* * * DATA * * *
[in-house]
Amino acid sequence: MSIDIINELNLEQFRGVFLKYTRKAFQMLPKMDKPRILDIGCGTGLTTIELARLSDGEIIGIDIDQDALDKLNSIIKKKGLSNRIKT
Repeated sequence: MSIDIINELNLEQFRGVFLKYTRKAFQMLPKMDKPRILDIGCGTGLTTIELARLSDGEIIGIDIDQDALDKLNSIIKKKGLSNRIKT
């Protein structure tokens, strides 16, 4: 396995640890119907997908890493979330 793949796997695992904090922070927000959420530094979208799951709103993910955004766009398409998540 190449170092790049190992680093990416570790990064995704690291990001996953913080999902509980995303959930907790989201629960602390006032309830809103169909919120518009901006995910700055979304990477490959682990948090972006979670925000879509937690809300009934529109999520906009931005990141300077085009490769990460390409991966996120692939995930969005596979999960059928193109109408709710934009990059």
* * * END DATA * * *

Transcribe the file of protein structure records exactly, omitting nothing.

[in-house]
Amino acid sequence: MSIDIINELNLEQFRGVFLKYTRKAFQMLPKMDKPRILDIGCGTGLTTIELARLSDGEIIGIDIDQDALDKLNSIIKKKGLSNRIKT
Repeated sequence: MSIDIINELNLEQFRGVFLKYTRKAFQMLPKMDKPRILDIGCGTGLTTIELARLSDGEIIGIDIDQDALDKLNSIIKKKGLSNRIKT
């Protein structure tokens, strides 16, 4: 396995640890119907997908890493979330 793949796997695992904090922070927000959420530094979208799951709103993910955004766009398409998540 190449170092790049190992680093990416570790990064995704690291990001996953913080999902509980995303959930907790989201629960602390006032309830809103169909919120518009901006995910700055979304990477490959682990948090972006979670925000879509937690809300009934529109999520906009931005990141300077085009490769990460390409991966996120692939995930969005596979999960059928193109109408709710934009990059």